In the near future, a major increase in telecommunication satellites capacity will be required, not only to address the challenges of the Digital Agenda for Europe, but also to remain in line with the steeply rising evolution of terrestrial communications in a globally connected world. With current radio frequency (RF) technology, there is a linear relationship between the size, mass and power consumption of telecommunications payloads and their capacity. Photonics is the science of light (photon) generation, detection and manipulation. It has largely contributed to the revolution in information technology for terrestrial applications. Photonics is the most promising technology for overcoming the issues faced by telecommunications satellites, thanks to the compact, lightweight and low-power nature of optical-fibre based equipment. The EU-funded OPTIMA project set out to demonstrate the concept and benefits of a photonic payload for telecommunication satellites. The project aimed to unite the efforts of industrial and academic European actors from the fields of both space and terrestrial communications. The researchers conducted a selection campaign of payload components that would help predefined environmental tests. After developing a demonstrator, the OPTIMA team developed fully functional modules and packaged them according to suitable package design for a future payload. The team successfully tested the performance of the OPTIMA photonic payload: it passed all the compliance, characterisation and validation standards required for it to be ready for testing as a prototype in orbit. The researchers introduced the optical switch matrix during the final validation of the demonstrator, and found that it had little impact on performance, other than the expected slight reduction in end-to-end gain.
The OPTIMA team demonstrated a world first by qualifying a highly reconfigurable, modular, high-order, optical switch to such a high level of technology readiness, fulfilling the stringent vibration and shock test requirements. The researchers demonstrated – for the first time – an orbit-ready photonics-based multi-frequency converter chain, operating in Ka and V bands in combination with optical switching based on wavelength-division multiplexing (WDM) techniques. “A great deal of effort is required to bring these benefits to the world of telecommunication payloads, as all the photonics equipment used in terrestrial applications needs to be adapted to endure the mechanical vibrations during launch, and survive for 15 years in the harsh environment of a geostationary orbit,” says OPTIMA project coordinator, Javad Anzalchi, from Airbus Defence and Space.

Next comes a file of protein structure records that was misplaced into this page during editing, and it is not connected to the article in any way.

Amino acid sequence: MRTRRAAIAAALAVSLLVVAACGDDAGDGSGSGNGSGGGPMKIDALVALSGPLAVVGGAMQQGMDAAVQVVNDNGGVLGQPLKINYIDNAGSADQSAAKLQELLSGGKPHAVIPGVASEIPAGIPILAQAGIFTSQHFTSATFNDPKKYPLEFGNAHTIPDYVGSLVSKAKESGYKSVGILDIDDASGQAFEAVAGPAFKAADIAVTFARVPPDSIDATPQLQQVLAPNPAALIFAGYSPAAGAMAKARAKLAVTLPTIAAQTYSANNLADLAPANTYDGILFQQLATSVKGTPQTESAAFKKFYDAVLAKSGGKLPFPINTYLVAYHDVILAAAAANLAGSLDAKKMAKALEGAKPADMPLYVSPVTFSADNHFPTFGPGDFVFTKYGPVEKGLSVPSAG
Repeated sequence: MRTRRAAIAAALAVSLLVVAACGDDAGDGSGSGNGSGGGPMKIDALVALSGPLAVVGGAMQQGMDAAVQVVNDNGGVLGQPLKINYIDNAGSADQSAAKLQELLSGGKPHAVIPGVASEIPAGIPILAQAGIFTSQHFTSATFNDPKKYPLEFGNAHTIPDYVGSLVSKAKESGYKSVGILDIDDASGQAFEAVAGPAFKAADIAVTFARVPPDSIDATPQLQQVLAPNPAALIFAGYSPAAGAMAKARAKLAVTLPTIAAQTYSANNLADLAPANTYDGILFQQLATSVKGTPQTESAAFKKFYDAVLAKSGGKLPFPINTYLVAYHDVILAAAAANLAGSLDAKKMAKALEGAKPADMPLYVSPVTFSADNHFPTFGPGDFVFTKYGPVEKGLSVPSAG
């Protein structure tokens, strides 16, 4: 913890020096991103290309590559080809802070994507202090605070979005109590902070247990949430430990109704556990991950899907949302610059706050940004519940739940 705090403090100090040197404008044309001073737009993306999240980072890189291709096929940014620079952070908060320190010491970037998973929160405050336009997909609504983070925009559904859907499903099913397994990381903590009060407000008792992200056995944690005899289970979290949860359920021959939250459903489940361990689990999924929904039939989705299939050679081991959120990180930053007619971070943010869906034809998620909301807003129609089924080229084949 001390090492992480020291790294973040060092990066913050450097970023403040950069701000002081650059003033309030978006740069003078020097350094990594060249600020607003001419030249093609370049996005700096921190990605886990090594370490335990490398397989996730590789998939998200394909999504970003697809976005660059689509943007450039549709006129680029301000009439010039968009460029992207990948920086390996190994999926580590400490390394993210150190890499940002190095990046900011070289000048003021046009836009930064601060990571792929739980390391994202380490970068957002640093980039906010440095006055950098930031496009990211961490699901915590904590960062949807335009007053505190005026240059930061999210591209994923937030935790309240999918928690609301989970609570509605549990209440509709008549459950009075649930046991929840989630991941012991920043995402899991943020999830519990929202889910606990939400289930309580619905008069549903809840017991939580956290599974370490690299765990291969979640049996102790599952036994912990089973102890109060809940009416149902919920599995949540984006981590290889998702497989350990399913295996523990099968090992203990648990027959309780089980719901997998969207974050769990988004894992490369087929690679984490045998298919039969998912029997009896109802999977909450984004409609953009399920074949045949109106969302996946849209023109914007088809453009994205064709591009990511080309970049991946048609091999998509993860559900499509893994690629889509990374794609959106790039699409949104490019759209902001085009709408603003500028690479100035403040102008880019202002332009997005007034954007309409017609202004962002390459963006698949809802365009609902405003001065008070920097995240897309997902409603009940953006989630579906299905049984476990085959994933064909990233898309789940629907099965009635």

Looking to the future
“The technology developed in OPTIMA will see the sustained entry of photonics into telecom satellite payloads,” says Anzalchi. “This will enable easier capacity upgrades of multibeam telecommunication satellites and leverage investments in research to address next-generation, coherent inter-satellite links with fully integrated and qualified components.”
OPTIMA, photonics, orbit, payload, telecommunication satellites, radio frequency, Digital Agenda for Europe